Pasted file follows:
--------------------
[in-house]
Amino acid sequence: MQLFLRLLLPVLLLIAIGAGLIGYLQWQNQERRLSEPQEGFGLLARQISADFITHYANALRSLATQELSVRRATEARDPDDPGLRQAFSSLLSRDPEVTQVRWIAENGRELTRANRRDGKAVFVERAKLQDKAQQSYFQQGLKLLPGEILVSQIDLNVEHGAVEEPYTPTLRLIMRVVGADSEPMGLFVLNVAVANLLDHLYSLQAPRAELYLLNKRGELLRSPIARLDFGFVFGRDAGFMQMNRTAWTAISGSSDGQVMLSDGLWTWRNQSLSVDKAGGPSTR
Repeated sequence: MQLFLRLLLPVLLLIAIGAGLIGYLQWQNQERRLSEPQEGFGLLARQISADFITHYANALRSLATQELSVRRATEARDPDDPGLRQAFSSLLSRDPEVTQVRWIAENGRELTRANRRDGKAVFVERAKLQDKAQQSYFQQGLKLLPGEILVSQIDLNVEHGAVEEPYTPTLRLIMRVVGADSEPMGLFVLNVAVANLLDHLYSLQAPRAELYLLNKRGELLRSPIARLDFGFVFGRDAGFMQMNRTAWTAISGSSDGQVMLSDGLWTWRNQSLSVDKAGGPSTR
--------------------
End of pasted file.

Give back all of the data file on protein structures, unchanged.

[in-house]
Amino acid sequence: MQLFLRLLLPVLLLIAIGAGLIGYLQWQNQERRLSEPQEGFGLLARQISADFITHYANALRSLATQELSVRRATEARDPDDPGLRQAFSSLLSRDPEVTQVRWIAENGRELTRANRRDGKAVFVERAKLQDKAQQSYFQQGLKLLPGEILVSQIDLNVEHGAVEEPYTPTLRLIMRVVGADSEPMGLFVLNVAVANLLDHLYSLQAPRAELYLLNKRGELLRSPIARLDFGFVFGRDAGFMQMNRTAWTAISGSSDGQVMLSDGLWTWRNQSLSVDKAGGPSTR
Repeated sequence: MQLFLRLLLPVLLLIAIGAGLIGYLQWQNQERRLSEPQEGFGLLARQISADFITHYANALRSLATQELSVRRATEARDPDDPGLRQAFSSLLSRDPEVTQVRWIAENGRELTRANRRDGKAVFVERAKLQDKAQQSYFQQGLKLLPGEILVSQIDLNVEHGAVEEPYTPTLRLIMRVVGADSEPMGLFVLNVAVANLLDHLYSLQAPRAELYLLNKRGELLRSPIARLDFGFVFGRDAGFMQMNRTAWTAISGSSDGQVMLSDGLWTWRNQSLSVDKAGGPSTR